The sudden emergence of a flourishing -Middle East bond market follows years of calls for regional governments to start issuing sovereign bonds that can be used as the basis for pricing corporate debt. Bonds from the governments of Abu Dhabi, Qatar and Bahrain this year have proved to be the catalyst the market needed.
So far, though, only the strongest companies, with at least some government backing, have been able to access the bond markets. But there are signs that the debt markets could be opening up for more private companies while finance from the region’s battered banks remains a difficult proposition. Project bonds could also become a more prominent source of funding for infrastructure projects.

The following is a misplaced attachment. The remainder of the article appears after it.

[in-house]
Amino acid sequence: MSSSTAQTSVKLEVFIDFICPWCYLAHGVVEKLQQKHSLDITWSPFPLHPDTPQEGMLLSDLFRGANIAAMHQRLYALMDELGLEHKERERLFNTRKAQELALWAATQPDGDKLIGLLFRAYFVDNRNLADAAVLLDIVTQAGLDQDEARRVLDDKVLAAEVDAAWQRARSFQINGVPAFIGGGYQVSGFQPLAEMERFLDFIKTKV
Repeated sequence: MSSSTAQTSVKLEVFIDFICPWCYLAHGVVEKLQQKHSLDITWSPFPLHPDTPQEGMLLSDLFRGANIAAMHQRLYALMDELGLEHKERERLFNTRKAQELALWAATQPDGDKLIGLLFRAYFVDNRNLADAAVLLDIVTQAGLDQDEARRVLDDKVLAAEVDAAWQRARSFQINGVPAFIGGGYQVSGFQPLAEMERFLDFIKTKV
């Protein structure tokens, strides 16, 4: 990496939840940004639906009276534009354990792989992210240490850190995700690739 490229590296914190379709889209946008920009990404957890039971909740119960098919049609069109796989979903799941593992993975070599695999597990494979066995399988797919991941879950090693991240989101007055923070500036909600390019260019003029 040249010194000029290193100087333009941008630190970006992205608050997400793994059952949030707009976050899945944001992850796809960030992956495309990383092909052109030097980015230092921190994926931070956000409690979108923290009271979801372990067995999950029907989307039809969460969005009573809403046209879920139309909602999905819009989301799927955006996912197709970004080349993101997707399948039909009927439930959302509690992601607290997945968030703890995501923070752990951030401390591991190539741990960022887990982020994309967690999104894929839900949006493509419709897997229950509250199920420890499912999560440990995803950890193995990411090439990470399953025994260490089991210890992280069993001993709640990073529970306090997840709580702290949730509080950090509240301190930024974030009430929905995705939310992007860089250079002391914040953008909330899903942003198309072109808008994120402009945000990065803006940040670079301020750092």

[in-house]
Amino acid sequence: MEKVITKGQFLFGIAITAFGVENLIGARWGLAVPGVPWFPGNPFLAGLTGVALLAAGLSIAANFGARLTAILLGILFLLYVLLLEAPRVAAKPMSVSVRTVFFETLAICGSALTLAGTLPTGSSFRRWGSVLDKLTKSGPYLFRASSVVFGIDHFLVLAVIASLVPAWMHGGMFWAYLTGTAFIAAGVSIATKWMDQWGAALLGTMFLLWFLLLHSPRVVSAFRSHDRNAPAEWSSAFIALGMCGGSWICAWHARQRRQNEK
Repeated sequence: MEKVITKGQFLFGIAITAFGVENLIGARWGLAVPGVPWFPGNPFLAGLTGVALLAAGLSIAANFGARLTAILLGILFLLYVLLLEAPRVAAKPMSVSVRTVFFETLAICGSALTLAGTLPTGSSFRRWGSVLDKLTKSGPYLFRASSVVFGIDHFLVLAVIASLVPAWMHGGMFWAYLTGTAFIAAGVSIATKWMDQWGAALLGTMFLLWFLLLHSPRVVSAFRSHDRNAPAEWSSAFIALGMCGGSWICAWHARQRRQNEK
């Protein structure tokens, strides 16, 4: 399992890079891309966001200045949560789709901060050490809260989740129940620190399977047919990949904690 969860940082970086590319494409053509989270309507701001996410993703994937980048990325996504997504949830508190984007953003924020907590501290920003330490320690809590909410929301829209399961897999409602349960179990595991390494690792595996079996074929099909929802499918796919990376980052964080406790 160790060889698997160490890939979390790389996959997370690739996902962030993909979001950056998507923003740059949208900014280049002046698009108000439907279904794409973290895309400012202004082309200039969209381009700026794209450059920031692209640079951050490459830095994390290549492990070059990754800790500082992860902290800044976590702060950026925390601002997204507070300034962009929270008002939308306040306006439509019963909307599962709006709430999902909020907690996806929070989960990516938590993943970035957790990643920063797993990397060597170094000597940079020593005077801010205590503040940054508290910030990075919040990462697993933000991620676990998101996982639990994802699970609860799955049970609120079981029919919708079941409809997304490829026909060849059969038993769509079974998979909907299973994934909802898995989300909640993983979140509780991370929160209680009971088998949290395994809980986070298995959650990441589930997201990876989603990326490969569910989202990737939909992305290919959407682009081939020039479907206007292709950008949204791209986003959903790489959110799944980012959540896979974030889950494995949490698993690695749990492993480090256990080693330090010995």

This will be good news for the development of the Middle East economy and for addressing some of the issues raised about the opaque nature of most businesses in the region, particularly in the wake of massive debt defaults in Saudi Arabia.
Accessing the bond markets typically means getting a credit rating, running international roadshows to meet investors face to face
and field questions from some of the world’s biggest investors.
This kind of scrutiny of financial performance and business plans is vital for a region more used to getting loans off the back of a family name, or an implied government guarantee. The disclosure of the sources of a company’s earnings is the only sure way of telling whether it can repay its debts.